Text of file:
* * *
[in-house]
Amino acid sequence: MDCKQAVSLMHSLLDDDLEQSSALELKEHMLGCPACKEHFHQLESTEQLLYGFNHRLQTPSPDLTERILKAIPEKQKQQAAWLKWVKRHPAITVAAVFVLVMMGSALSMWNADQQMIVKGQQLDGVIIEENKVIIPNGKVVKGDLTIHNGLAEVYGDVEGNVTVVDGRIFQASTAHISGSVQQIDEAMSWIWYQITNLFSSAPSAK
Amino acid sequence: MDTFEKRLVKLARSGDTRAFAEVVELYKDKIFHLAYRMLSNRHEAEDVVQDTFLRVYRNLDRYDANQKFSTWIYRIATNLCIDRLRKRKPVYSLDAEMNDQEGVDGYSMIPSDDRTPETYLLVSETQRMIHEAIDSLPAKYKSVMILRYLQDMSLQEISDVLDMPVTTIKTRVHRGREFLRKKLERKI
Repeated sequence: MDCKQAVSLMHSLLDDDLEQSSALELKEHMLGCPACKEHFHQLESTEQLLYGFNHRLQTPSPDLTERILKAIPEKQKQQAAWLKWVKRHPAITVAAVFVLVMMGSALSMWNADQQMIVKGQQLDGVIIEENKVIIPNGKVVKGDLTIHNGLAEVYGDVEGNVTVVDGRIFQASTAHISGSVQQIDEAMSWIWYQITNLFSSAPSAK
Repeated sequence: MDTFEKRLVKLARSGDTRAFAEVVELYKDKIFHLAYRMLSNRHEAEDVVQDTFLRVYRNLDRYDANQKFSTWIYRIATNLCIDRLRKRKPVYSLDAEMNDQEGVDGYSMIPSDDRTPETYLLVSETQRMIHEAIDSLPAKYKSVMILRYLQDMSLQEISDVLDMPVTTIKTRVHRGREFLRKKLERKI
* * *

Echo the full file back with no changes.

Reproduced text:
[in-house]
Amino acid sequence: MDCKQAVSLMHSLLDDDLEQSSALELKEHMLGCPACKEHFHQLESTEQLLYGFNHRLQTPSPDLTERILKAIPEKQKQQAAWLKWVKRHPAITVAAVFVLVMMGSALSMWNADQQMIVKGQQLDGVIIEENKVIIPNGKVVKGDLTIHNGLAEVYGDVEGNVTVVDGRIFQASTAHISGSVQQIDEAMSWIWYQITNLFSSAPSAK
Amino acid sequence: MDTFEKRLVKLARSGDTRAFAEVVELYKDKIFHLAYRMLSNRHEAEDVVQDTFLRVYRNLDRYDANQKFSTWIYRIATNLCIDRLRKRKPVYSLDAEMNDQEGVDGYSMIPSDDRTPETYLLVSETQRMIHEAIDSLPAKYKSVMILRYLQDMSLQEISDVLDMPVTTIKTRVHRGREFLRKKLERKI
Repeated sequence: MDCKQAVSLMHSLLDDDLEQSSALELKEHMLGCPACKEHFHQLESTEQLLYGFNHRLQTPSPDLTERILKAIPEKQKQQAAWLKWVKRHPAITVAAVFVLVMMGSALSMWNADQQMIVKGQQLDGVIIEENKVIIPNGKVVKGDLTIHNGLAEVYGDVEGNVTVVDGRIFQASTAHISGSVQQIDEAMSWIWYQITNLFSSAPSAK
Repeated sequence: MDTFEKRLVKLARSGDTRAFAEVVELYKDKIFHLAYRMLSNRHEAEDVVQDTFLRVYRNLDRYDANQKFSTWIYRIATNLCIDRLRKRKPVYSLDAEMNDQEGVDGYSMIPSDDRTPETYLLVSETQRMIHEAIDSLPAKYKSVMILRYLQDMSLQEISDVLDMPVTTIKTRVHRGREFLRKKLERKI